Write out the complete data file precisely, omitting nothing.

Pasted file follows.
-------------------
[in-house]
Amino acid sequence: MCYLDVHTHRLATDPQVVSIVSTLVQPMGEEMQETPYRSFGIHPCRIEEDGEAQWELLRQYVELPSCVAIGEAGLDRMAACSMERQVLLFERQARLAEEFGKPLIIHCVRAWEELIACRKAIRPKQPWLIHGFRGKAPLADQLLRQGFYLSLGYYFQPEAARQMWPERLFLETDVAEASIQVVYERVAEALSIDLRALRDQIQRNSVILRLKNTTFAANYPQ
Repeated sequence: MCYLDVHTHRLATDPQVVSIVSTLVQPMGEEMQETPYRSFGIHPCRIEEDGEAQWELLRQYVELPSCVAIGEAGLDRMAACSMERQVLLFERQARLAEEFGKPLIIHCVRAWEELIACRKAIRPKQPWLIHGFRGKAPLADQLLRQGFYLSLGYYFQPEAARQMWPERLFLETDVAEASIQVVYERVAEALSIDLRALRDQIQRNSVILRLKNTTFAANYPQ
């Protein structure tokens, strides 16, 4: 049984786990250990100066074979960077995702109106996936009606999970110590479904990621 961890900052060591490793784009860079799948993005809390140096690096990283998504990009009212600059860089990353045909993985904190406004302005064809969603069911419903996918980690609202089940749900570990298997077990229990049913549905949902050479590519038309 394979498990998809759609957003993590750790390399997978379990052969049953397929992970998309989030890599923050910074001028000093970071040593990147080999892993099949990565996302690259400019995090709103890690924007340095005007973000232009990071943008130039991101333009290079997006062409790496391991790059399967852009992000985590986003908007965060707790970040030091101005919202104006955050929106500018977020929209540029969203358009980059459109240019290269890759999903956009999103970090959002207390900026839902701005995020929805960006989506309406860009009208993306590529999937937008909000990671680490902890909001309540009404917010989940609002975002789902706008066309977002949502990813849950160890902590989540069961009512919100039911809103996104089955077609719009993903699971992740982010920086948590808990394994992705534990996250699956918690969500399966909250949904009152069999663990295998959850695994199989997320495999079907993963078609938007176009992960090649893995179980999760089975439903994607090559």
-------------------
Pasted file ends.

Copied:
[in-house]
Amino acid sequence: MCYLDVHTHRLATDPQVVSIVSTLVQPMGEEMQETPYRSFGIHPCRIEEDGEAQWELLRQYVELPSCVAIGEAGLDRMAACSMERQVLLFERQARLAEEFGKPLIIHCVRAWEELIACRKAIRPKQPWLIHGFRGKAPLADQLLRQGFYLSLGYYFQPEAARQMWPERLFLETDVAEASIQVVYERVAEALSIDLRALRDQIQRNSVILRLKNTTFAANYPQ
Repeated sequence: MCYLDVHTHRLATDPQVVSIVSTLVQPMGEEMQETPYRSFGIHPCRIEEDGEAQWELLRQYVELPSCVAIGEAGLDRMAACSMERQVLLFERQARLAEEFGKPLIIHCVRAWEELIACRKAIRPKQPWLIHGFRGKAPLADQLLRQGFYLSLGYYFQPEAARQMWPERLFLETDVAEASIQVVYERVAEALSIDLRALRDQIQRNSVILRLKNTTFAANYPQ
């Protein structure tokens, strides 16, 4: 049984786990250990100066074979960077995702109106996936009606999970110590479904990621 961890900052060591490793784009860079799948993005809390140096690096990283998504990009009212600059860089990353045909993985904190406004302005064809969603069911419903996918980690609202089940749900570990298997077990229990049913549905949902050479590519038309 394979498990998809759609957003993590750790390399997978379990052969049953397929992970998309989030890599923050910074001028000093970071040593990147080999892993099949990565996302690259400019995090709103890690924007340095005007973000232009990071943008130039991101333009290079997006062409790496391991790059399967852009992000985590986003908007965060707790970040030091101005919202104006955050929106500018977020929209540029969203358009980059459109240019290269890759999903956009999103970090959002207390900026839902701005995020929805960006989506309406860009009208993306590529999937937008909000990671680490902890909001309540009404917010989940609002975002789902706008066309977002949502990813849950160890902590989540069961009512919100039911809103996104089955077609719009993903699971992740982010920086948590808990394994992705534990996250699956918690969500399966909250949904009152069999663990295998959850695994199989997320495999079907993963078609938007176009992960090649893995179980999760089975439903994607090559």